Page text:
French TV station apparently hacked by Russians, not ISIS sympathisers

Two leading security companies say that the April hack of French TV station TV5 Monde was likely the work of Russia's state-sponsored APT28 group, rather than ISIS supporters Cyber Caliphate.

French TV station apparently hacked by Russians, not ISIS sympathisers
French TV station apparently hacked by Russians, not ISIS sympathisers

As SCMagazineUK.com reported at the time, TV5 Monde was hacked in April in what remains one of the most poignant attacks in recent history. Hackers reportedly compromised the TV network, took charge of its Facebook accounts and even uploaded photos pertaining to be the personal IDs and CVs of the relatives of French soldiers participating in the campaign against ISIS.

The broadcast was down for three hours, and even then the TV returned with pre-recorded content. Social network control was also restored in what director general Yves Bigot later referred to as an “unprecedented” attack.

“The CyberCaliphate continues its cyber-jihad against the enemies of Islamic State,” read one of the hacker group's messages on the network's Facebook page at the time. “Soldiers of France, stay away from the Islamic State! You have the chance to save your families, take advantage of it.” These threats were reportedly displayed in French, Arabic and English.

Subsequent press coverage and security reports have honed in on Cyber Caliphate and the much-publicised up skilling of ISIS hackers, but now a different theme has emerged – that this was the work of Russian actors instead.

Both Trend Micro and FireEye told online sources that this was the work of the APT28 cyber-espionage group, also known as Operation Pawn Storm, which mainly focuses on government surveillance.

The group has mainly targeted Eastern governments over the years, but has also sought out and infected journalists, NATO, OSCE and a UK defence company. It uses various backdoor Trojans and local copying to exfiltrate data, while its tailored malware is said to have evolved rapidly in recent years.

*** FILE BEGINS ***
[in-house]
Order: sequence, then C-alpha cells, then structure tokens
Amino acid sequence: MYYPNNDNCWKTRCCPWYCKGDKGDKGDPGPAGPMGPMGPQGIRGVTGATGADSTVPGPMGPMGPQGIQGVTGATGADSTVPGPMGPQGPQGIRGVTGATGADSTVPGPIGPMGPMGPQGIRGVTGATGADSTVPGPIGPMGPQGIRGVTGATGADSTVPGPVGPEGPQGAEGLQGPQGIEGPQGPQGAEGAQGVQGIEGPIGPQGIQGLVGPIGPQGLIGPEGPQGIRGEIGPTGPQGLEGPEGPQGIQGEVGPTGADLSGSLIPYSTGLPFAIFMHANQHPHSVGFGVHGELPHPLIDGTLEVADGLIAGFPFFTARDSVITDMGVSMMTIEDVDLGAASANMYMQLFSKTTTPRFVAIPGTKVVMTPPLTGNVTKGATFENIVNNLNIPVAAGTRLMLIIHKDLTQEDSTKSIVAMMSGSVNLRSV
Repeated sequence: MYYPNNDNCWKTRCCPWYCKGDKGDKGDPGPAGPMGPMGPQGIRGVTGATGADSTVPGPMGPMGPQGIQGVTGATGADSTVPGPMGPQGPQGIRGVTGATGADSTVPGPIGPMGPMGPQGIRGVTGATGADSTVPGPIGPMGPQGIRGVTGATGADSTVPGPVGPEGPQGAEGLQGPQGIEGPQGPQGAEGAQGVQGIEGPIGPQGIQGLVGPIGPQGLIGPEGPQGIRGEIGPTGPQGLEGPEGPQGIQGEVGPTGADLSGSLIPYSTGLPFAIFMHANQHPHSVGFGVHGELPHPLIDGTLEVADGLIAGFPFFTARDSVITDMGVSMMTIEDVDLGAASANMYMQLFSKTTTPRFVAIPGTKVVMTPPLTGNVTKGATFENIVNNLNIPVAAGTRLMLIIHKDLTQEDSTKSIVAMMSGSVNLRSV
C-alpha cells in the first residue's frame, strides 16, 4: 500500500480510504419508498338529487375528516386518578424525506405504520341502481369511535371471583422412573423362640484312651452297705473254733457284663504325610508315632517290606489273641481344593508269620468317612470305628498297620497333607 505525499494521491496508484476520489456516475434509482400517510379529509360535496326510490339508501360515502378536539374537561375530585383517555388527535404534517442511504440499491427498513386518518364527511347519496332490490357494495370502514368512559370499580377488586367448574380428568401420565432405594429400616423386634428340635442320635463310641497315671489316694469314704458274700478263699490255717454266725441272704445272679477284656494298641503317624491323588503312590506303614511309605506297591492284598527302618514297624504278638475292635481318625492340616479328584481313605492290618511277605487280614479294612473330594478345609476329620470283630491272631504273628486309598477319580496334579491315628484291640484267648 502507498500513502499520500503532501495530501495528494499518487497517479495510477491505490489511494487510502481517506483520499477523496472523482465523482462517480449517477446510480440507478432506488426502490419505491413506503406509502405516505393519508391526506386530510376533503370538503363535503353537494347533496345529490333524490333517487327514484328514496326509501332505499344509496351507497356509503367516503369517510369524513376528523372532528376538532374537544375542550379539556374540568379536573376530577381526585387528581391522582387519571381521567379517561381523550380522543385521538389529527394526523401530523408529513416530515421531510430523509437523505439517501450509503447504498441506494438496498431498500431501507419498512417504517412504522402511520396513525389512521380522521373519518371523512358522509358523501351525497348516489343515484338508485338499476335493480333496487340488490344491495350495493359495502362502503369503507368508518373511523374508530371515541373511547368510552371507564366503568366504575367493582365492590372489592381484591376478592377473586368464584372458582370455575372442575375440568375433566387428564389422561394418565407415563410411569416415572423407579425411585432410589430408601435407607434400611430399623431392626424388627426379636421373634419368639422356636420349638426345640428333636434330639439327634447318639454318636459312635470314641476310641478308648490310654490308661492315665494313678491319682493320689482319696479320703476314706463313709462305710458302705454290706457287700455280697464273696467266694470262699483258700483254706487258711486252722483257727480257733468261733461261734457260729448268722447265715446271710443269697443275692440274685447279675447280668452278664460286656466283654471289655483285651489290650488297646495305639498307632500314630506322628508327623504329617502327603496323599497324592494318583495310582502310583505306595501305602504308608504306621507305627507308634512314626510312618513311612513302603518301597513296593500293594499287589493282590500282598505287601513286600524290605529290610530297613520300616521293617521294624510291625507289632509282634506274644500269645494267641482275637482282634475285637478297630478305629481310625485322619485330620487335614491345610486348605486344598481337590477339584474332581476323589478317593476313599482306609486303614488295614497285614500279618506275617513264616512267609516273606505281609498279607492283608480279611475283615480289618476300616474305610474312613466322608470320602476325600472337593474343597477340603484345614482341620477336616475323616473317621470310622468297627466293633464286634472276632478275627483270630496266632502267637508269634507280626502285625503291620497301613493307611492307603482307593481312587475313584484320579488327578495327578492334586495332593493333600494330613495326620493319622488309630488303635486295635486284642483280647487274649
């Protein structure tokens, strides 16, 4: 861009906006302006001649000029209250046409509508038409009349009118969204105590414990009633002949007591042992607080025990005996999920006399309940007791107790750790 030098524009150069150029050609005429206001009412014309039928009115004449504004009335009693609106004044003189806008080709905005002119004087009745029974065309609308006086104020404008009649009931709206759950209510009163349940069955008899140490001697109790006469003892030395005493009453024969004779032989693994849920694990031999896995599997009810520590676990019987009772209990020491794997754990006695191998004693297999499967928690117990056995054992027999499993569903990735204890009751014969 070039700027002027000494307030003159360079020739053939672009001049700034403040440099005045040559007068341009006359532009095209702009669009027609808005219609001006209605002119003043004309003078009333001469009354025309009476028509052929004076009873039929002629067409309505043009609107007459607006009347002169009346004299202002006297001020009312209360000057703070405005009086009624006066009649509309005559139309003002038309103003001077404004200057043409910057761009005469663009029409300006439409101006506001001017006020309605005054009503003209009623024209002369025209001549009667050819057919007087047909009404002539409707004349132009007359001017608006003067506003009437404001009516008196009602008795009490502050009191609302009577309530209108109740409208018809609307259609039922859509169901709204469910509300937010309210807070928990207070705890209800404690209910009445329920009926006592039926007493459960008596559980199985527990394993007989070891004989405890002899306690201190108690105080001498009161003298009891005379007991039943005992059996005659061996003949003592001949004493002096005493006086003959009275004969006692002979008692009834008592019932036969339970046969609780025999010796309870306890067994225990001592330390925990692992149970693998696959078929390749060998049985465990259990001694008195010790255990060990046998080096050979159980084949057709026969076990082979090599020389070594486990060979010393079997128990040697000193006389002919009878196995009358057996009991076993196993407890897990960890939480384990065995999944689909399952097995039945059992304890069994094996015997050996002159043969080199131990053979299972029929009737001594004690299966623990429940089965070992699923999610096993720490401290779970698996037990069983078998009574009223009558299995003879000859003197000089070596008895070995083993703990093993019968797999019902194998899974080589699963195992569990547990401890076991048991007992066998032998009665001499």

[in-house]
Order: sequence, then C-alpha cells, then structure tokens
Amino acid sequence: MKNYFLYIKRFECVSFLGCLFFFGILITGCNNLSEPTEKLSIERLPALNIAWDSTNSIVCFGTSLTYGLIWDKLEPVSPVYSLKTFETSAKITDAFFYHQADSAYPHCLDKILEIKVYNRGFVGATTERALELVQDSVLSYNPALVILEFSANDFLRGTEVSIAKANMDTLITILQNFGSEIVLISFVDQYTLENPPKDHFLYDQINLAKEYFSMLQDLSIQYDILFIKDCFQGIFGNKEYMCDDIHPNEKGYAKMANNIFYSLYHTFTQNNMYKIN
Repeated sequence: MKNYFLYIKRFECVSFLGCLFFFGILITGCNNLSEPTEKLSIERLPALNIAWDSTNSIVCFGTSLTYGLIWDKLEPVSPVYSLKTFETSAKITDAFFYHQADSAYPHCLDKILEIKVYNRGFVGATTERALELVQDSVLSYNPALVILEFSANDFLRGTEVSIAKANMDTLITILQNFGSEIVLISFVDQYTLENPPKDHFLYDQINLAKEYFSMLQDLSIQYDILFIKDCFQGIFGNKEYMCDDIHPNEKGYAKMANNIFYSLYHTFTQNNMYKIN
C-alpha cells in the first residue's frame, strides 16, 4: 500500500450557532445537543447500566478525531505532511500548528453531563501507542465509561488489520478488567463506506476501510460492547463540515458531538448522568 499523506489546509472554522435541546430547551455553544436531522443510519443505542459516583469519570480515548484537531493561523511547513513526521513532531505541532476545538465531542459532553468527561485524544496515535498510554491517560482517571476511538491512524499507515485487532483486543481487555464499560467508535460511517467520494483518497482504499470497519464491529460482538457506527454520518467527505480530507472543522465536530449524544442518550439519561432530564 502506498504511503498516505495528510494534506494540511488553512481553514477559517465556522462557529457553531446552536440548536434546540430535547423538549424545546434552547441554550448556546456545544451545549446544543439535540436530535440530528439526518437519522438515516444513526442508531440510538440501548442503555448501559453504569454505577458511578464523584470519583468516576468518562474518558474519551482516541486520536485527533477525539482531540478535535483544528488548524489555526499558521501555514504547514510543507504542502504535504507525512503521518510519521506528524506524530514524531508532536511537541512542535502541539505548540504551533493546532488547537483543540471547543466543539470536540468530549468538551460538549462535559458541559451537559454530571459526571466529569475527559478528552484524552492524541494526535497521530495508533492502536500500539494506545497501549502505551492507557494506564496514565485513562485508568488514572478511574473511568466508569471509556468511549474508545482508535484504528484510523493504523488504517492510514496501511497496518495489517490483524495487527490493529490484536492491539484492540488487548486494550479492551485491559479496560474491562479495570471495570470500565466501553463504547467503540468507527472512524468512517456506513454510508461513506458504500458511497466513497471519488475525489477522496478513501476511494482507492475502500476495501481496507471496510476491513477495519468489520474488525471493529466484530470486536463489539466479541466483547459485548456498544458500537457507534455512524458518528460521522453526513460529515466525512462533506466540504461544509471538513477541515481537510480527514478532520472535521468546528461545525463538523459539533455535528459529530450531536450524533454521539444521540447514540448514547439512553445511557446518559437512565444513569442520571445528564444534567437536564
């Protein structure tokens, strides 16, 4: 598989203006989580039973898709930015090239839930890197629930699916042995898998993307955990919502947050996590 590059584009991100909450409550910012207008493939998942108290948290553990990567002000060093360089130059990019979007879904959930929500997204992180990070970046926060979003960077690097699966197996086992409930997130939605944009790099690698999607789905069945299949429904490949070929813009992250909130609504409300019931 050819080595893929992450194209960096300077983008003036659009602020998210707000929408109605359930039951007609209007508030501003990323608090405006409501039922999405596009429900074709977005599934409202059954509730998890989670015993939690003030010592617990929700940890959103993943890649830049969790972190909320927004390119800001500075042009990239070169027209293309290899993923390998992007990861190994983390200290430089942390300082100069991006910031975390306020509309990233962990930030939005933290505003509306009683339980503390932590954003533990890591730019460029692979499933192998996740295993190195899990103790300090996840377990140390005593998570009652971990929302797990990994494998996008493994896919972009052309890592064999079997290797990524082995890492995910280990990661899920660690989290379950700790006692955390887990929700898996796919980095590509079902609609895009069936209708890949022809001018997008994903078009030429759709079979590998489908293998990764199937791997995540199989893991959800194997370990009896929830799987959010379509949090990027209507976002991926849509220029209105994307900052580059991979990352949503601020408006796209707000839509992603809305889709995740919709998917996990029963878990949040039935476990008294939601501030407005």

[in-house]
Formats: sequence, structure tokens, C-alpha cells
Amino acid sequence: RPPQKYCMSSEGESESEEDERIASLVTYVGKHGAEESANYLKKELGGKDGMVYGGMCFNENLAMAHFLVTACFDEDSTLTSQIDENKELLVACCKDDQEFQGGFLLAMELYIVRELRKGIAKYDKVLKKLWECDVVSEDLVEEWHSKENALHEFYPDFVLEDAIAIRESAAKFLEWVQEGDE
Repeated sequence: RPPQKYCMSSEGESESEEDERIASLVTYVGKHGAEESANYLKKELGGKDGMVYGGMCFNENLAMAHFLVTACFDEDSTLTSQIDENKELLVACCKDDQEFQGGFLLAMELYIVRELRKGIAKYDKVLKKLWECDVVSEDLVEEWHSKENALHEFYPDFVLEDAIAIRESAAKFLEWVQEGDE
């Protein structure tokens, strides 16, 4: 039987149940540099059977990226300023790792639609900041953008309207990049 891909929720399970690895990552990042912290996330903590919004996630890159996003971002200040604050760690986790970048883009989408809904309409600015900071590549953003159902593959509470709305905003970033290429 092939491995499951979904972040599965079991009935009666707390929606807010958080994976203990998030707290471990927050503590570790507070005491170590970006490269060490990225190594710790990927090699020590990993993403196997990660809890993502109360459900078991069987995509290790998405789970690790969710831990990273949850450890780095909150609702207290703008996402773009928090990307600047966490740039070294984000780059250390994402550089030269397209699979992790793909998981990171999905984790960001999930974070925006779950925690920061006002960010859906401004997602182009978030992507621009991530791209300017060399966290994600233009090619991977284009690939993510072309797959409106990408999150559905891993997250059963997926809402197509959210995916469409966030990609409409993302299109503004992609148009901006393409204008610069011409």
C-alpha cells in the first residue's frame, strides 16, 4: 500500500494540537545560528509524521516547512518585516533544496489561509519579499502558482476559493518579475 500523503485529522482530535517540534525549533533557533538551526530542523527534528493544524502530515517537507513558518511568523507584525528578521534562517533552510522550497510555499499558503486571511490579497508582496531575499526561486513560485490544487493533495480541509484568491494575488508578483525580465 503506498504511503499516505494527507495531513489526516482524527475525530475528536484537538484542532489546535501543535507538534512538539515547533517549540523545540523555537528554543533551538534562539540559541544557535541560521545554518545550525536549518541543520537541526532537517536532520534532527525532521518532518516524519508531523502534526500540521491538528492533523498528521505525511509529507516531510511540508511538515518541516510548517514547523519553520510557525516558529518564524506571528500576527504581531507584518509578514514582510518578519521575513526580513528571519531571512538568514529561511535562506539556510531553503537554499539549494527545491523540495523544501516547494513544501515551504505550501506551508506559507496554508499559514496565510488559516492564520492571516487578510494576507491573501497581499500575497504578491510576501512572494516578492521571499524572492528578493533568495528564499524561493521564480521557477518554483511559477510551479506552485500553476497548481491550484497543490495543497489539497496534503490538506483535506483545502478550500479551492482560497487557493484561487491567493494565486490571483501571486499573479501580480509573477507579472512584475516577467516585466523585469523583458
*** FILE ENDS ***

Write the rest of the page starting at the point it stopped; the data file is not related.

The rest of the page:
Greg Day, CTO of FireEye EMEA, told SCMagazineUK.com today that attribution is difficult, and never an absolute certainly, but said that in this case the firm was able to tie the attack to APT 28 by three key factors; the IP address range (used before by APT28) and the server and domain registrar, which were also used by the group in the past.

“All of those findings indicate that this is tied to APT28,” said Day.

Quizzed on Eastern beliefs that APT28 is not a nation-state group, he continued that this doesn't add up with FireEye's view: “If you look at what APT28 do, and they have been around for more than a decade, they're very focused on the government and defence space.”

He added that they were keen on finding out what these organisations were doing, as well as paying particular attention to government supply chains. “That seems to me to be nation-state intelligence gathering.”

Pointing to Cyber Caliphate's recent compromise of CENTCOM, he said a trend was emerging of 'cyberops', psychological warfare to spread propaganda. And in TV5Monde's case, he say that this may have been hackers simply testing out their capabilities:

“I have to ask the question whether this is just more of a test case to see what they can get with social media, and what you can get from it in future,” added Day, who said that misdirection was a useful ploy if you could convince a breached company a group was there for hactivist reasons rather than stealing IP. FireEye has though not seen evidence of data theft or IP theft at this time.

Day was unsure if there would be any law enforcement action at this time, although France's L'Express newspaper published a story on Tuesday, citing judicial sources who said that investigators had turned their attention away from ISIS and towards a group of Russian hackers. The paper said it would reveal more details on Wednesday.

Rik Ferguson, VP of security research at Trend Micro, told SC that L'Express, which also found that remediation costs at TV5 Monde were already up to €7.5 million (£5.5 million), had gone to the security firms with indicators of compromise from French agency ANSSI.

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